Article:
By Sonu Purhar
Fancy infusions, liquid nitrogen and inventive ice… these days, it’s par for the course to find your coupe filled with a (damn delicious) work of art – but let’s not forget from whence they came. Yes, I’m talking about The Classic Cocktail.
As with any historical certainty, no one is certain when and where the cocktail originated. What we can agree on is that these stimulating brews traditionally consisted of spirits, sugar and bitters. By the mid-1800s, liqueur had joined as the fourth horseman. And shortly thereafter, the first genuine “cocktails” were born, including our friends the Sazerac, Old Fashioned and Manhattan. If it weren’t for these forerunners, you’d be sipping on bitter bathtub gin.
But even now, centuries later, it’s surprisingly difficult to find a really good classic cocktail. Contrary to popular belief, they aren’t easy to make. And that’s reason #562 Vancouver is the best city in the world: because our bartenders are rock stars, and they know how to craft an old-world drink with as much skill as they can whip up a mind-bending original.
So for just one night, let’s set aside the flames, electric blue hues and decorative garnishes. Tonight we’re drinking the classics: elegant cocktails that are infinitely complex in their utter simplicity. Let’s revisit a few of our favourites.
The Drink: Sazerac
The Venue: UVA Wine + Cocktail Bar (900 Seymour Street)
The Bartender: Sabrine Dhaliwal
What makes it a classic cocktail? Conceived at the historic Sazerac Bar in New Orleans circa 1850, the Sazerac is one of the oldest cocktails ever recorded. The drink consists of either cognac or rye (the former is richer and full-bodied; the latter, sharp and spicy), Peychaud’s bitters, sugar and a kiss of lemon oils; the glass is chilled and sprayed with a delicate dusting of absinthe. Elegant, complex and timeless – the very definition of what a classic cocktail should be.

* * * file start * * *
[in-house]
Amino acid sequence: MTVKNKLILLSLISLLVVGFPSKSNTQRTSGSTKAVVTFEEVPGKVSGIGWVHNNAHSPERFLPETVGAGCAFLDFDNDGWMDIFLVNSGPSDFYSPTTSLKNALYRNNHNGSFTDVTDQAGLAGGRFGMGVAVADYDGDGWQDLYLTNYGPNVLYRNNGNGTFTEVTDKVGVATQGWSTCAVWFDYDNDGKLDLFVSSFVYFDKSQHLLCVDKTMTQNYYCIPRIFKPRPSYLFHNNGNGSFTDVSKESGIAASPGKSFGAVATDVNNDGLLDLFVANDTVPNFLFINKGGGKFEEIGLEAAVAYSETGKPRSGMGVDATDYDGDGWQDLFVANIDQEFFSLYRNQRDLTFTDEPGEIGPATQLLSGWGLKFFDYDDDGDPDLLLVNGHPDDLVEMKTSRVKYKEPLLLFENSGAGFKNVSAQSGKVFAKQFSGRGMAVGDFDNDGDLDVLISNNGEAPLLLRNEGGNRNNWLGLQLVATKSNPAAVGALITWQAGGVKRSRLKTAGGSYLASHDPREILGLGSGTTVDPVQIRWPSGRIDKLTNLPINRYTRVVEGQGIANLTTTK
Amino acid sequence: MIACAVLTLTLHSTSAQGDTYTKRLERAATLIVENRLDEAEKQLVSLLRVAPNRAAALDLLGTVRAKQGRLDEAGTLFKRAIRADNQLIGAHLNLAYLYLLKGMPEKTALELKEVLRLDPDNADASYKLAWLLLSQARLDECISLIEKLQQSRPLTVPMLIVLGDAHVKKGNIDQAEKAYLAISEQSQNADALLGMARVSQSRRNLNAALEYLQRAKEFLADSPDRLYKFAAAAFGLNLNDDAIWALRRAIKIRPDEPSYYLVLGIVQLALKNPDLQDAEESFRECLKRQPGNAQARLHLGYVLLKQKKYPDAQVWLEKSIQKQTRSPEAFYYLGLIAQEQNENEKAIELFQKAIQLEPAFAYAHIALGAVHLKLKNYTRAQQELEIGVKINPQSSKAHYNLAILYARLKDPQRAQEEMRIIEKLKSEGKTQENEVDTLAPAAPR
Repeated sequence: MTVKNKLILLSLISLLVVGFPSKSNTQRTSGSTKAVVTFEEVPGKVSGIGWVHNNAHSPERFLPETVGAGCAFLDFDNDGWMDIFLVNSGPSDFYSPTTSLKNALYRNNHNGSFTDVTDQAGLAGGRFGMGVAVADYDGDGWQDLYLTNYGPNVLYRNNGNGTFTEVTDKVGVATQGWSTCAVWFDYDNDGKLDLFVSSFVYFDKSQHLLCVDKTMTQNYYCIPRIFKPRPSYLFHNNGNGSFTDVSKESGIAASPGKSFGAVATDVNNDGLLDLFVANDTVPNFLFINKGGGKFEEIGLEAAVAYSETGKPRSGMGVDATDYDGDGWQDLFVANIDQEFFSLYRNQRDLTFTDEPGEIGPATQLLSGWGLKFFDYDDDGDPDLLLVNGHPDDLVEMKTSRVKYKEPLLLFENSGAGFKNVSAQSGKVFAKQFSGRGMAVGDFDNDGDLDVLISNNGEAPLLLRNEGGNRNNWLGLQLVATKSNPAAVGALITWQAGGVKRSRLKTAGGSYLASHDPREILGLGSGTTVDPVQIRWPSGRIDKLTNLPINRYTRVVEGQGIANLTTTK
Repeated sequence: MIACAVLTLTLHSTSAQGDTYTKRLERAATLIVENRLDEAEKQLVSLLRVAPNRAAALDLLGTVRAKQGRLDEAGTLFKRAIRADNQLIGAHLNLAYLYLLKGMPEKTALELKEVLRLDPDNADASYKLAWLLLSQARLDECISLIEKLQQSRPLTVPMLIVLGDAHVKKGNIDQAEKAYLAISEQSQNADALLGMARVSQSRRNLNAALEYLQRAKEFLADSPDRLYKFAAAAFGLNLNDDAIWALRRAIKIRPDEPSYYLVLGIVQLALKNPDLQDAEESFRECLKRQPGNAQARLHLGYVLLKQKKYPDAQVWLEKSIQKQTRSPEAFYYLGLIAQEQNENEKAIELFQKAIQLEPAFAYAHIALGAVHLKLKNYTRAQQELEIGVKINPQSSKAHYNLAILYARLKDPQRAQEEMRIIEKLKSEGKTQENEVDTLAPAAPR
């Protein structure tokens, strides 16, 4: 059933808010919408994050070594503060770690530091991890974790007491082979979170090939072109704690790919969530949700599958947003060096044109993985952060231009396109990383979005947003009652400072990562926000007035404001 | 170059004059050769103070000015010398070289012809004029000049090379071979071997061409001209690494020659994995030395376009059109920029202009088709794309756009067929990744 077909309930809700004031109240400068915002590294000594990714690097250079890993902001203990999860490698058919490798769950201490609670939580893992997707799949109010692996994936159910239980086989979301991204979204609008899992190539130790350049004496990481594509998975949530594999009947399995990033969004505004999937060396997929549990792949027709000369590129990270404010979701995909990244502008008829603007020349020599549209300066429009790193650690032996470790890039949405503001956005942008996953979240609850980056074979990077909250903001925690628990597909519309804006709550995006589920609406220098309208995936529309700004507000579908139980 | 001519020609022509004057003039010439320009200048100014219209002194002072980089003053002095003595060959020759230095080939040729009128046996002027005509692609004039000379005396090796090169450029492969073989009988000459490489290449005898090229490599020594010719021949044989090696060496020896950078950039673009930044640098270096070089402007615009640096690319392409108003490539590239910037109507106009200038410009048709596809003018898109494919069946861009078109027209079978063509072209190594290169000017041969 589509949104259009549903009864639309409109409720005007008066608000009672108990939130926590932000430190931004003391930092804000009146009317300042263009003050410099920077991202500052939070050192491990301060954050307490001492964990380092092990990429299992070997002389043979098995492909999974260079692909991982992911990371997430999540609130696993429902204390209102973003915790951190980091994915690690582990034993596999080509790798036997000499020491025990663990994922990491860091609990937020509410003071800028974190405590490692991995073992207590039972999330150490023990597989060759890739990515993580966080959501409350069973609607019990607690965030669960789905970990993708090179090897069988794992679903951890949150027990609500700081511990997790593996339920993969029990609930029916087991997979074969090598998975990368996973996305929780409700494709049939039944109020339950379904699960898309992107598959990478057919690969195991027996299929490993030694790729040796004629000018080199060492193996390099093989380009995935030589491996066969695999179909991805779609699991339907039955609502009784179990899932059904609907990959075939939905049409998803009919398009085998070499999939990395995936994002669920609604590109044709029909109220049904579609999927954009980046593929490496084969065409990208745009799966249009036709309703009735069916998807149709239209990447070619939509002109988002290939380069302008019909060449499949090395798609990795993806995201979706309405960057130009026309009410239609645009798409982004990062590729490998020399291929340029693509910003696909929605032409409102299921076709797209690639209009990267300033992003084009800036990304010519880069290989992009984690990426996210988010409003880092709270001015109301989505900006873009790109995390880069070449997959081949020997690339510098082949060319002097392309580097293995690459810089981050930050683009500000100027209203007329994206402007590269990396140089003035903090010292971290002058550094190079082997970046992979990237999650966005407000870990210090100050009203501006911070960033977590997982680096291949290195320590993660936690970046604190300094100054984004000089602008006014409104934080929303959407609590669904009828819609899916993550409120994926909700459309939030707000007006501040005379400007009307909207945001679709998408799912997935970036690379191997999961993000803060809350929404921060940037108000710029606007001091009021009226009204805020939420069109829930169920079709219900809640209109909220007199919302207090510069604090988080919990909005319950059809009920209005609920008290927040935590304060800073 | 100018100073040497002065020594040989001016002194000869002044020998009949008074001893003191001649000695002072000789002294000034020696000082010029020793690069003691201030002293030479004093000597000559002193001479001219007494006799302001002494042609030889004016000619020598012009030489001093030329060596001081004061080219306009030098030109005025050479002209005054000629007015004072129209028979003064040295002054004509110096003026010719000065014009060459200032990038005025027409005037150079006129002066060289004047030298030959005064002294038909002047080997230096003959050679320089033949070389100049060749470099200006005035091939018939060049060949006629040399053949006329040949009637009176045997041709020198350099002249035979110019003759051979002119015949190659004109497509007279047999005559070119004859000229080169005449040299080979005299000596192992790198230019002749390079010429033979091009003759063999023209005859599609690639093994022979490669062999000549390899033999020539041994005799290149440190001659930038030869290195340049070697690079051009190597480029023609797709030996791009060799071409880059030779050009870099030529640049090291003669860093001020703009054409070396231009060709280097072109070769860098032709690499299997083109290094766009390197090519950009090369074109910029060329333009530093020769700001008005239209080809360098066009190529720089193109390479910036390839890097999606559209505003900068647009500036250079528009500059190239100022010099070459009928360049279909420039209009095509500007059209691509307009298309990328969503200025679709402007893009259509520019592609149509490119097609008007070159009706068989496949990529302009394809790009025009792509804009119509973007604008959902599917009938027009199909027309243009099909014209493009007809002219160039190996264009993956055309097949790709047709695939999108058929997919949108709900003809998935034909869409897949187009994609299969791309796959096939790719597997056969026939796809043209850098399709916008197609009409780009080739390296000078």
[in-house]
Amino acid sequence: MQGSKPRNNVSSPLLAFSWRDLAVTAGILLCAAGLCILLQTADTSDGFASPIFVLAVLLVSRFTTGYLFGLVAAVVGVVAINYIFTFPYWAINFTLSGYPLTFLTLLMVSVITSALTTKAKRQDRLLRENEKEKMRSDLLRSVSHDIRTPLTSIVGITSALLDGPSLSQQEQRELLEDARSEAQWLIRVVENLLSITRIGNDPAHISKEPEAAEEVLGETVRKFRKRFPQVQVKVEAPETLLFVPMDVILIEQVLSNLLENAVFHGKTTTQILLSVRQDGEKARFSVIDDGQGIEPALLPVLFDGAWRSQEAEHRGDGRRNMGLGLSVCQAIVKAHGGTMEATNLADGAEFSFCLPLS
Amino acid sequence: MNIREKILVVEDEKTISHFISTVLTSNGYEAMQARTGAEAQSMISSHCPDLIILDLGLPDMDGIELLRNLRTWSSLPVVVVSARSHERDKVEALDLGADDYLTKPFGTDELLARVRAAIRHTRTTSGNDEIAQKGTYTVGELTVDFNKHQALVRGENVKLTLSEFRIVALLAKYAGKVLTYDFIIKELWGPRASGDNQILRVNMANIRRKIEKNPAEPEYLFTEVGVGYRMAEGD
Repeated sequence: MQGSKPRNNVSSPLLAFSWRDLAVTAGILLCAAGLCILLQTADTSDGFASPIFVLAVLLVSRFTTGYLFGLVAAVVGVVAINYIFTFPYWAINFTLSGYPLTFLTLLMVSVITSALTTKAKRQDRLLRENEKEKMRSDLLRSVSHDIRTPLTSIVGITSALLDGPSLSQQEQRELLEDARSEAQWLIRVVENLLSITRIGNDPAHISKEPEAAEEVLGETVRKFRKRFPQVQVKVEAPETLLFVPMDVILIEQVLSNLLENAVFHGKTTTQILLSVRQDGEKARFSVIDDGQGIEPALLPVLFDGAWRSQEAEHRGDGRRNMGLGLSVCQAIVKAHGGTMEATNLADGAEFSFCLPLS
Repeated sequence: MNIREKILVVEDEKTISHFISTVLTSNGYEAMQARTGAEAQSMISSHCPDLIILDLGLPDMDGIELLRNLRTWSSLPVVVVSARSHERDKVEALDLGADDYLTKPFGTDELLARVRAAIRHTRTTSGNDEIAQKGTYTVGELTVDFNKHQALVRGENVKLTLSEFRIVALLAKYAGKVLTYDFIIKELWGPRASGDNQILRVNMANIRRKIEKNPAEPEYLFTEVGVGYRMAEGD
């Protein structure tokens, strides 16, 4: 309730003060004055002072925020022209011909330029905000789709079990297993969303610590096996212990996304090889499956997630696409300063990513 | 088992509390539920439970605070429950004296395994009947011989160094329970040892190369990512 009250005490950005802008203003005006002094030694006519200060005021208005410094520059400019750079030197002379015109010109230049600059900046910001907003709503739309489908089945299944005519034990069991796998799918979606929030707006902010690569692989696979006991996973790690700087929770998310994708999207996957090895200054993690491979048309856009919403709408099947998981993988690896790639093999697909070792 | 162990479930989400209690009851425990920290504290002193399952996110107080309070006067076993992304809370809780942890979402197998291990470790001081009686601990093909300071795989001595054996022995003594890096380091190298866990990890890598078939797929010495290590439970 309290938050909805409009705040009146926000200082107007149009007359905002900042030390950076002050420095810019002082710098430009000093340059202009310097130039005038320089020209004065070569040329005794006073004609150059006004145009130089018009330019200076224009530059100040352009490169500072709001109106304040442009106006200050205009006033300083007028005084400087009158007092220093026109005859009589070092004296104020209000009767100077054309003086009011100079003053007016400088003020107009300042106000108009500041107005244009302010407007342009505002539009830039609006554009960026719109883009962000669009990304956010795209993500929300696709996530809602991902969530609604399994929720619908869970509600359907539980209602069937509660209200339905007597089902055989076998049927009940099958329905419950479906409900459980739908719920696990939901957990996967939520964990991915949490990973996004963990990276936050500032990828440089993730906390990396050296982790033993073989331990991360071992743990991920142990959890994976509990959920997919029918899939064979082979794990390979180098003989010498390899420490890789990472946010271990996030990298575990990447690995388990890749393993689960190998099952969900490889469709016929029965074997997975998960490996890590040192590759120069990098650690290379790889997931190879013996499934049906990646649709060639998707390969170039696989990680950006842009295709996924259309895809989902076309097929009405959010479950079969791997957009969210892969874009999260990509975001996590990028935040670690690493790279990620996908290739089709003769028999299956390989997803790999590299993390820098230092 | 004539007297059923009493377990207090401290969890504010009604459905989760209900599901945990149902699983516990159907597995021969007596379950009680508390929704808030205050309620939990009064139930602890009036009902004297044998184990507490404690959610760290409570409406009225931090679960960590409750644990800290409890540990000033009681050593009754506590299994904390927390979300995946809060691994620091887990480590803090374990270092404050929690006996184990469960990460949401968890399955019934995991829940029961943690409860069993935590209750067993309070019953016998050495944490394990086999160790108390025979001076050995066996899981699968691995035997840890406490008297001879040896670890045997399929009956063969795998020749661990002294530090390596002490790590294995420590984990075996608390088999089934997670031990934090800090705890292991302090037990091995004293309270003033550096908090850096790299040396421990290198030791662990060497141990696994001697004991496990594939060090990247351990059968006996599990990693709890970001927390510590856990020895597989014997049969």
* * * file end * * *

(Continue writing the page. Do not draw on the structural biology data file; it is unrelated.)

Why is it so hard to find a good classic cocktail? “Because simplicity is essential, and it’s a skill,” says Sabrine. “You have to let the spirit shine, and that’s why classic cocktails are not easy – there are so few ingredients that the slightest shift in balance can completely change the taste. But once you’ve mastered the classics, everything is possible.”
The Drink: Brandy Crusta
The Venue: Cascade Room (2616 Main Street)
The Bartenders: Rob Scope and Justin Taylor
What makes it a classic cocktail? The inspiration that launched a thousand Sidecars – and even more Margaritas – this subtle yet glamorous drink first appeared in 1850s New Orleans. The Crusta is a sour-style cocktail featuring some variation of brandy (usually cognac), orange liqueur, fresh lemon juice, simple syrup, bitters and lemon peel. Cascade Room’s enhanced rendition uses cognac and Cointreau, and replaces the syrup with maraschino liqueur. The goblet is then topped off with a diamond-like sugared rim and thick curl of lemon, all of which combine for a deliciously dry, flavourful drink that dispenses with the froufrou and gets straight to the point.
Why don’t people order Brandy Crustas anymore? “From my perspective, Brandy is out of fashion – it’s what your grandfather used to keep in the garage,” says Justin. “The Crusta is a classic cocktail that really only gets recognition within the bar community. The more recent Sidecar, which only varies in proportions and presentation, is definitely more common. But give the Crusta a chance, at least once!”
The Drink: Daiquiri
The Venue: Lobby Lounge (at the Fairmont Pacific Rim, 1038 Canada Place)
The Bartender: Grant Sceney
What makes it a classic cocktail? Having surfaced in Cuba in the late 1800s – though some records say British sailors were the first to combine the drink’s base of rum, water and citrus wayyyy back in the mid-1700s – the Daiquiri was one of the world’s first rum cocktails. A punchy, refreshing combination of white rum, sugar and citrus, the drink was a favourite of esteemed drinker Ernest Hemingway (so you’re in good company). Flirty, citrusy and bold, the drink is proof positive that not all classics have to be stern and stormy.